Digital Distress in Indiana

March 21, 2019

// Broadband

(This article was adapted from the author’s Medium post)

The recent announcement of funding for the Next Level rural broadband investments in Indiana is a step in the right direction to ensure all Indiana communities participate fully in the digital age. However, broadband infrastructure is only part of the equation when it comes to digital exclusion, the number one threat to community economic development in the 21st century.

Digital inclusion refers to “the adoption of broadband technologies and its meaningful use for social and economic benefits”. So, in addition to broadband infrastructure, it is worth looking at types of electronic devices owned and internet subscriptions that can augment or undermine the meaningful use of broadband for social and economic benefits.

The U.S. Census 2013-2017 American Community Survey recently published neighborhood (Census tracts) level variables that can help us quantify areas in digital distress or that have a harder time using and leveraging the internet to improve their quality of life. These variables include:

  • Percent of homes with a cellular data only internet subscription
  • Percent of homes with no internet access (not subscribing)
  • Percent of homes relying on mobile devices only
  • Percent of homes not owning a computing device

Homes relying solely on cellular data or not subscribing to the internet are not benefiting from digital applications due to limited data plans and restricting access to outside the home. On the other hand, homes relying on mobile devices only or not owning computing devices make it harder to leverage digital applications due to smaller screens or no screens at all placing the home in digital distress.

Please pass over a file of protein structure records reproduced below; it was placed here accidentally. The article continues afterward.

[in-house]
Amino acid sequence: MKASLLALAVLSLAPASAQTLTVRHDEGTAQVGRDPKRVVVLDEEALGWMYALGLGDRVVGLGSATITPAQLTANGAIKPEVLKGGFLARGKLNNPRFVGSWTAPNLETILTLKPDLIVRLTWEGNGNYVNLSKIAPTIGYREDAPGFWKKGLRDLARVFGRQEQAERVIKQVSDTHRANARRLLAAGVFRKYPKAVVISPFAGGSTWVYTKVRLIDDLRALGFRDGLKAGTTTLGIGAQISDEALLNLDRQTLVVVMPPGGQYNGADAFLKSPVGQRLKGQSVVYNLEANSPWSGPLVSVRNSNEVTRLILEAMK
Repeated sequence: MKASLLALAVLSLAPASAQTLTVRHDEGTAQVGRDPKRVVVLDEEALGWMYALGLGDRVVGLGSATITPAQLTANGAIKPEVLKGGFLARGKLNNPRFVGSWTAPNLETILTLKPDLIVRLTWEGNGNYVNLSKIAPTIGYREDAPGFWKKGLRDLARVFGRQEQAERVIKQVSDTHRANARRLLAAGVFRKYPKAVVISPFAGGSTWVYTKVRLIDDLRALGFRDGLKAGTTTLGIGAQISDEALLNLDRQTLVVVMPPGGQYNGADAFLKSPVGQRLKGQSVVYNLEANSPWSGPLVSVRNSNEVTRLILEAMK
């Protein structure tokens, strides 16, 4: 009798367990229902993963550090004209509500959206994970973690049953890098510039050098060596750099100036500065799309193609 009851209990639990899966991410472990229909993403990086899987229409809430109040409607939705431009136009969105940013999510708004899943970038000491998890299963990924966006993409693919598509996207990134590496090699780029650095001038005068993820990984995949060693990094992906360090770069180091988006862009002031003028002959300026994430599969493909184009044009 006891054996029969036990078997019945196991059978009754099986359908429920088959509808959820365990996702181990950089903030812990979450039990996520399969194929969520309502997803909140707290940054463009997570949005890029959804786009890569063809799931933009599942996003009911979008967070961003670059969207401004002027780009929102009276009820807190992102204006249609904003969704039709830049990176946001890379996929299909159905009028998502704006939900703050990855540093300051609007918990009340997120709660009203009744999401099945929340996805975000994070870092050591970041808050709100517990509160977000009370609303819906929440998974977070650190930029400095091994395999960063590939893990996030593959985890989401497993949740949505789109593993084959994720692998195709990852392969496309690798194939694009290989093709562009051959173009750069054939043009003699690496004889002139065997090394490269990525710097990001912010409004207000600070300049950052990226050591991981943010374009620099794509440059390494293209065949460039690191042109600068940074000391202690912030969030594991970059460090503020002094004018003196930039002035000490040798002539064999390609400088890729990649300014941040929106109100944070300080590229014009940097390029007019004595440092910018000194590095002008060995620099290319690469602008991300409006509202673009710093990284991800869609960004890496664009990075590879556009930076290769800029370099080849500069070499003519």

Given that the subscription and computing device variables are not mutually exclusive, simply adding all four variables to obtain a percentage was not possible. For this reason, variables 1 & 2 (see list above) were compiled into one percentage called subscriptions (which are mutually exclusive) while variables 3 & 4 were compiled into one percentage called devices (which are mutually exclusive).

Z-scores were then calculated for both aggregated percentages (subscriptions and devices), added together, and normalized to a score from 0 to 100, where a higher number denotes a higher digital distress. Neighborhoods were considered in digital distress if their score was greater than 50. In other words, neighborhoods in digital distress had a higher percentage of homes not accessing the internet or relying only on cellular data as well as not owning a computing device or relying on mobile devices only.

A little more than 1,500 neighborhoods in Indiana were analyzed, of which 214 or 14.2 percent were in digital distress. Of these, the vast majority or 78 percent were considered completely urban neighborhoods (less than 1 percent of their population lived in rural areas) compared to 13.1 percent considered completely rural (where 99 percent or more of their population lived in rural areas).

The map below shows the neighborhoods in digital distress. Groups of digitally distressed neighborhoods are visible in the southwest, central, and northeastern parts of the state. Also notice these neighborhoods in urban areas such as Gary and Indianapolis. Overall, about 10 percent of Indiana’s population lived in digitally distressed neighborhoods and a little less than one-third of homes in digital distress had children.

Figure 1. Indiana neighborhoods in digital distress